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What do you believe about Christmas?
I mean in your core, your heart, soul, the marrow of your being, what does Christmas mean to you? What really matters?
I confess, as much as I am often turned off by sentimentality and so much of the kitsch of the holidays, a good deal of it has seeped into me too. Especially as I get older, various elements can hold vast storehouses of memories and the data points of connection. One moment your traipsing along your day hastily going to and fro accomplishing that which needs to get done, and then something crosses your path—a moment, decoration, cartoon, song, whatever—and the floodlights illuminate what you weren’t even aware was so closely present and suddenly, you’re back there, transported through time and space. It really is like the opening verse of the Indigo Girls’ Ghost:
There’s a letter on the desktop that I dug out of a drawer
The last truce we ever came to from our adolescent war
And I start to feel the fever from the warm air through the screen
You come regular like seasons shadowing my dreams
Christmas ghosts can be everywhere. The above song Ghost is about romantic love, lost yet lingering. But the ghosts of memories especially at Christmas can be of any nature. When I was young I thought there was something incongruous with Charles Dickens’ A Christmas Carol, talking of ghosts at Christmas time. Now I see how incredibly appropriate it is.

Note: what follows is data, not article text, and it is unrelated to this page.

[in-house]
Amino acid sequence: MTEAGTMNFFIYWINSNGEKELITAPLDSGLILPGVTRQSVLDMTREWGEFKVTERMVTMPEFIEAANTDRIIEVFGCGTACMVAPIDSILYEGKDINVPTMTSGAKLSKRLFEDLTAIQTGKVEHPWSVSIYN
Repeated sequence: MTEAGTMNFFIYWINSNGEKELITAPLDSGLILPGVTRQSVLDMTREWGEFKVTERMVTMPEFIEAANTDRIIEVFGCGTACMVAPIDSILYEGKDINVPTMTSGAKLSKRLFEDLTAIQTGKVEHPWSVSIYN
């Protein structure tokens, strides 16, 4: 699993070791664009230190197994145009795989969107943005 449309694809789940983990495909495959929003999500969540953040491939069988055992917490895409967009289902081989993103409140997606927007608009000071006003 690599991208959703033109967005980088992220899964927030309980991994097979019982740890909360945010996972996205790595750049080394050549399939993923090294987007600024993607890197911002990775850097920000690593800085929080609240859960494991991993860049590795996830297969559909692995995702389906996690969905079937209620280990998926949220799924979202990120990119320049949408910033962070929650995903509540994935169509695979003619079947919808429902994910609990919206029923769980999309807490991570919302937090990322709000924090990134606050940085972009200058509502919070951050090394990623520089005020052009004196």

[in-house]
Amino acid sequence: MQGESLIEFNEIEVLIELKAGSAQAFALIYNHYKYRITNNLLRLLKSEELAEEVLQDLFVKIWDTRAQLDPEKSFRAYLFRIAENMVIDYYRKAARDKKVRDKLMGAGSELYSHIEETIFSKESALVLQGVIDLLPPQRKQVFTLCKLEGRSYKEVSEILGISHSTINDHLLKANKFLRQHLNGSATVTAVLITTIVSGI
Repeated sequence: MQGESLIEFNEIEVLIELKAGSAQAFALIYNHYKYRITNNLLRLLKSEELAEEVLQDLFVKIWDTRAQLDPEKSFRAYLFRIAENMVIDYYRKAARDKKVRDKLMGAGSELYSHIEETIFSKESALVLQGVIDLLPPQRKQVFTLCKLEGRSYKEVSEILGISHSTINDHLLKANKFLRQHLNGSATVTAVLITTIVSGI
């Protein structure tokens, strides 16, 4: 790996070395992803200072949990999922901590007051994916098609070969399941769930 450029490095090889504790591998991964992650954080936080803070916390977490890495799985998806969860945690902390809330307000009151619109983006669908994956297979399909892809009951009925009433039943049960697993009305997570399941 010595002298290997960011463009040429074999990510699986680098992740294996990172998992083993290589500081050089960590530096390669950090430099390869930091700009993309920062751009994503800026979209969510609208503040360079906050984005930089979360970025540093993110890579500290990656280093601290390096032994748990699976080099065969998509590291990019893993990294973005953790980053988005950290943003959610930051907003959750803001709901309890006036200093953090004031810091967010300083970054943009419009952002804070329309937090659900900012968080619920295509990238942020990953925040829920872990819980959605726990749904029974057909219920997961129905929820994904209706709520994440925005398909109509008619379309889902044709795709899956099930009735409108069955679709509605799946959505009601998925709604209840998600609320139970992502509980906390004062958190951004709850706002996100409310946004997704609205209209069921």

Case in point: while running errands earlier this week there was piped-in music along the street. Most of the time this simply makes me irritable. But at some point Bing Crosby started to sing I’ll Be Home for Christmas. Suddenly, I was no longer on Myrtle Avenue shopping in Ridgewood, Queens, but instead was in the Vernon Elementary School gymnasium for my school’s Christmas Concert. (I think back then we still inappropriately and insensitively called it that instead of a more welcoming “Holiday”.) I was in fifth grade, playing the trumpet, and our band was performing I’ll Be Home for Christmas. Admittedly, the song didn’t do much for me, but it did for my grandpa. He was in the front row, along with my Grandma and parents, a tough and sturdy old farmer and factory worker who had served overseas during the Second World War. He’s wiping copious tears from his eyes. How is it that a song—meaningful for my grandfather’s generation albeit a little kitschy to me—can mysteriously transport me to my childhood, to family, and even melancholic joy? It’s some sort of Christmas ghosts.